John le Carré
In Cornwell's lonely childhood Adam Sisman uncovers the origins of the themes of love and abandonment which have dominated le Carré's fiction: the departure of his mother when he was five, followed by 'sixteen hugless years' in the dubious care of his father, a man of energy and charm, a serial seducer and conman who hid the Bentleys in the trees when the bailiffs came calling - a 'totally incomprehensible father' who could 'put a hand on your shoulder and the other in your pocket, both gestures equally sincere'. And in Cornwell's adult life - from recruitment by both MI5 and MI6, through marriage and family life, to his emergence as the master of the spy novel - Sisman explores the idea of espionage and its significance in human terms; the extent to which betrayal is acceptable in exchange for love; and the endless need for forgiveness, especially from oneself.
Written with exclusive access to David Cornwell himself, to his private archive and to the most important people in his life - family, friends, enemies, intelligence ex-colleagues and ex-lovers - and featuring a wealth of previously unseen photographic material, Adam Sisman's extraordinarily insightful and constantly revealing biography brings in from the cold a man whose own life has been as complex and confounding and filled with treachery as any of his novels. 'I'm a liar,' Cornwell has written. 'Born to lying, bred to it, trained to it by an industry that lies for a living, practised in it as a novelist.'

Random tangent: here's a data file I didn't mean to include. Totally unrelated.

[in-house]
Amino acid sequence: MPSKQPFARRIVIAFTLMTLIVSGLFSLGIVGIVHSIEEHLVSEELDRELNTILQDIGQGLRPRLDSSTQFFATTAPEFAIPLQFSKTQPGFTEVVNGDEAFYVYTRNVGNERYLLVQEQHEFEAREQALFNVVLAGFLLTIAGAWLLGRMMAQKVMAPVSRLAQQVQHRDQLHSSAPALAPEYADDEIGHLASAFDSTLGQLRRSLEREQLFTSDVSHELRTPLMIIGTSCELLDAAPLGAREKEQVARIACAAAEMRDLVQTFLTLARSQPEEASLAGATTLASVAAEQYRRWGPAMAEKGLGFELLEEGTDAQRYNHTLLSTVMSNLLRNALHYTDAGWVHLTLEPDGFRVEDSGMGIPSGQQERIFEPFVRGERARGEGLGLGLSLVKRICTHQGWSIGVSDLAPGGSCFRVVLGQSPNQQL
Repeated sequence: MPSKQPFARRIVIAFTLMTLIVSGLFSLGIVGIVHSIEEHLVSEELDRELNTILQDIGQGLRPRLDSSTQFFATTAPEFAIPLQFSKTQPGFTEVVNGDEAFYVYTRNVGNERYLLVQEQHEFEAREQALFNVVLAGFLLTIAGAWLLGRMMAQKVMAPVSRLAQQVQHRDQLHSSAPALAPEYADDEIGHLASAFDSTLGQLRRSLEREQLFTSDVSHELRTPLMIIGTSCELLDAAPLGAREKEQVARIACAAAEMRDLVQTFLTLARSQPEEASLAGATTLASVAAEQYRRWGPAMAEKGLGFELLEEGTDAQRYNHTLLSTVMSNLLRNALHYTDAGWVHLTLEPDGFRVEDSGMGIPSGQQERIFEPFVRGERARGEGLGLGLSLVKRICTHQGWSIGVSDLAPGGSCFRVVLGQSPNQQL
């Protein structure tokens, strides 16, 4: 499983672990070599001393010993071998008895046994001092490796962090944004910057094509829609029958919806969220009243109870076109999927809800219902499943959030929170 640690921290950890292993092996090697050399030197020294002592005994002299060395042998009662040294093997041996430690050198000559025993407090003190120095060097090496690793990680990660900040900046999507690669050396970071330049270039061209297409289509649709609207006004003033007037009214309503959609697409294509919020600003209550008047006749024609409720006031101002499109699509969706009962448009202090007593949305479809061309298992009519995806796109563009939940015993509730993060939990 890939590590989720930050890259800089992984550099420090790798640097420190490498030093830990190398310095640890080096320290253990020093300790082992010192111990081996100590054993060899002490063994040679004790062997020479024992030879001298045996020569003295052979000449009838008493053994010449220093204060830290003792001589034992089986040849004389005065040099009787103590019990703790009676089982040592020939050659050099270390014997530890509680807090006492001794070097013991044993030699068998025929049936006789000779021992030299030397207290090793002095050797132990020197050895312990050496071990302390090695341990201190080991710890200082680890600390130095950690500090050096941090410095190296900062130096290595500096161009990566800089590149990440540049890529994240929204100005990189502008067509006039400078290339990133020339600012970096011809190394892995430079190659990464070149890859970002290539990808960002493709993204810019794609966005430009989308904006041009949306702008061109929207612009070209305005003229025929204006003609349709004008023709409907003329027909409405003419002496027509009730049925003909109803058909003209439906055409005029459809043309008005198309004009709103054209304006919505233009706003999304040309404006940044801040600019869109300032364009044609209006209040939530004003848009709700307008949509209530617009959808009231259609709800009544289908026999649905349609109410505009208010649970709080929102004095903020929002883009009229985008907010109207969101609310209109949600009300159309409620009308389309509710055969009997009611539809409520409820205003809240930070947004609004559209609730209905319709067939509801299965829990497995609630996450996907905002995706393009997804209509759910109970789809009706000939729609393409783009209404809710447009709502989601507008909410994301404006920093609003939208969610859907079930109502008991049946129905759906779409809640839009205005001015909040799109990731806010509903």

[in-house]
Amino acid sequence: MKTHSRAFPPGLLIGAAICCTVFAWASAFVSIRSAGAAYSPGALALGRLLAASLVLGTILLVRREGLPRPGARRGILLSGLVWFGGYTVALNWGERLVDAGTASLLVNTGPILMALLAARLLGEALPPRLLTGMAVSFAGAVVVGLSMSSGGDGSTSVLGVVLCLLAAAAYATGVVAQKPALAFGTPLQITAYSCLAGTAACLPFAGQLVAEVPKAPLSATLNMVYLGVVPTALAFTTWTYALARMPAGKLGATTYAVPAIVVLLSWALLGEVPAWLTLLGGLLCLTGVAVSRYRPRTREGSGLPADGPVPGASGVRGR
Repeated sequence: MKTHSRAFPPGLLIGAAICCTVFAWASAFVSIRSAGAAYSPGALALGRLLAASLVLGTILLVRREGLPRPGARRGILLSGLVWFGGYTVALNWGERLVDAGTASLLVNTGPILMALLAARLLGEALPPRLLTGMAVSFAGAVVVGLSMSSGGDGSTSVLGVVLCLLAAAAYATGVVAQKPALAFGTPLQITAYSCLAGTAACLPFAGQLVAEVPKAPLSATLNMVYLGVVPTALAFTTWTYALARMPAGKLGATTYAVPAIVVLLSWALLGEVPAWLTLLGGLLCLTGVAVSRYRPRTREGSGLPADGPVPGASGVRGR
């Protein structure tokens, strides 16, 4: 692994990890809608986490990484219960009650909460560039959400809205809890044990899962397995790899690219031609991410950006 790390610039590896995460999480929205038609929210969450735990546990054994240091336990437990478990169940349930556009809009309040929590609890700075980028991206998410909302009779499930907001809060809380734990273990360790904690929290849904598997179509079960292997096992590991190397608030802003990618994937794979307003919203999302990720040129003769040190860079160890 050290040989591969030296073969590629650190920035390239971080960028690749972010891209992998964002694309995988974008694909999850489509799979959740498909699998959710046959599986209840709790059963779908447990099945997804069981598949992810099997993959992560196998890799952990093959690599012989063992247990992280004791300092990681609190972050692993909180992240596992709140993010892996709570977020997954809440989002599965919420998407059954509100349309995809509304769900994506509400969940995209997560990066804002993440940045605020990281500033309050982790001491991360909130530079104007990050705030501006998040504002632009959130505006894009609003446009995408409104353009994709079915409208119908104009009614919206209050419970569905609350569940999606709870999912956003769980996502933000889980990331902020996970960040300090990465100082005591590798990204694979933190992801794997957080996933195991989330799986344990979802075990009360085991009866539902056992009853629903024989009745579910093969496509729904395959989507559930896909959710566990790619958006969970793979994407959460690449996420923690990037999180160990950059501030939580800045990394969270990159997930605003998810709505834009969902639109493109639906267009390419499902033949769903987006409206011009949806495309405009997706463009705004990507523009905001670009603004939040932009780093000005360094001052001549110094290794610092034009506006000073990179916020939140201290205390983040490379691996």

This is the definitive biography of a major writer, described by Ian McEwan as 'perhaps the most significant novelist of the second half of the twentieth century in Britain'.
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